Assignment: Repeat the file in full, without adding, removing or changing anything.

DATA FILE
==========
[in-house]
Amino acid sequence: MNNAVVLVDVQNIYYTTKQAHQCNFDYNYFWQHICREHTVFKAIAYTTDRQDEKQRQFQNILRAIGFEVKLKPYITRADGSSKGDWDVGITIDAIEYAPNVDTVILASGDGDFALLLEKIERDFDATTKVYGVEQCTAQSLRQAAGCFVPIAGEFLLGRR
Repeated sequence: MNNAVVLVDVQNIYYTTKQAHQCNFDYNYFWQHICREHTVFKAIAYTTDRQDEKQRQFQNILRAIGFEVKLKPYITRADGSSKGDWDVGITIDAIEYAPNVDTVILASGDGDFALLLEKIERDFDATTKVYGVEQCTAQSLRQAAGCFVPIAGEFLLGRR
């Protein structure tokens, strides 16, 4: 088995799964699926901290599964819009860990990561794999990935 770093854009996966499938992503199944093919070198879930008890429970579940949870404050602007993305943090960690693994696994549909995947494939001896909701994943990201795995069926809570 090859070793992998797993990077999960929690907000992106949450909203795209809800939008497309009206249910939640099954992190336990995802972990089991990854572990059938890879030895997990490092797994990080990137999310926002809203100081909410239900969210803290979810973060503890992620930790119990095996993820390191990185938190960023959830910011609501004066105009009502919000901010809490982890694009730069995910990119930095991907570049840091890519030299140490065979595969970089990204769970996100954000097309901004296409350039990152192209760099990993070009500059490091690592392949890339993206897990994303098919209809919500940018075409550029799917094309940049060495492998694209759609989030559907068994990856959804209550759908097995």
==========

[in-house]
Amino acid sequence: MNNAVVLVDVQNIYYTTKQAHQCNFDYNYFWQHICREHTVFKAIAYTTDRQDEKQRQFQNILRAIGFEVKLKPYITRADGSSKGDWDVGITIDAIEYAPNVDTVILASGDGDFALLLEKIERDFDATTKVYGVEQCTAQSLRQAAGCFVPIAGEFLLGRR
Repeated sequence: MNNAVVLVDVQNIYYTTKQAHQCNFDYNYFWQHICREHTVFKAIAYTTDRQDEKQRQFQNILRAIGFEVKLKPYITRADGSSKGDWDVGITIDAIEYAPNVDTVILASGDGDFALLLEKIERDFDATTKVYGVEQCTAQSLRQAAGCFVPIAGEFLLGRR
């Protein structure tokens, strides 16, 4: 088995799964699926901290599964819009860990990561794999990935 770093854009996966499938992503199944093919070198879930008890429970579940949870404050602007993305943090960690693994696994549909995947494939001896909701994943990201795995069926809570 090859070793992998797993990077999960929690907000992106949450909203795209809800939008497309009206249910939640099954992190336990995802972990089991990854572990059938890879030895997990490092797994990080990137999310926002809203100081909410239900969210803290979810973060503890992620930790119990095996993820390191990185938190960023959830910011609501004066105009009502919000901010809490982890694009730069995910990119930095991907570049840091890519030299140490065979595969970089990204769970996100954000097309901004296409350039990152192209760099990993070009500059490091690592392949890339993206897990994303098919209809919500940018075409550029799917094309940049060495492998694209759609989030559907068994990856959804209550759908097995």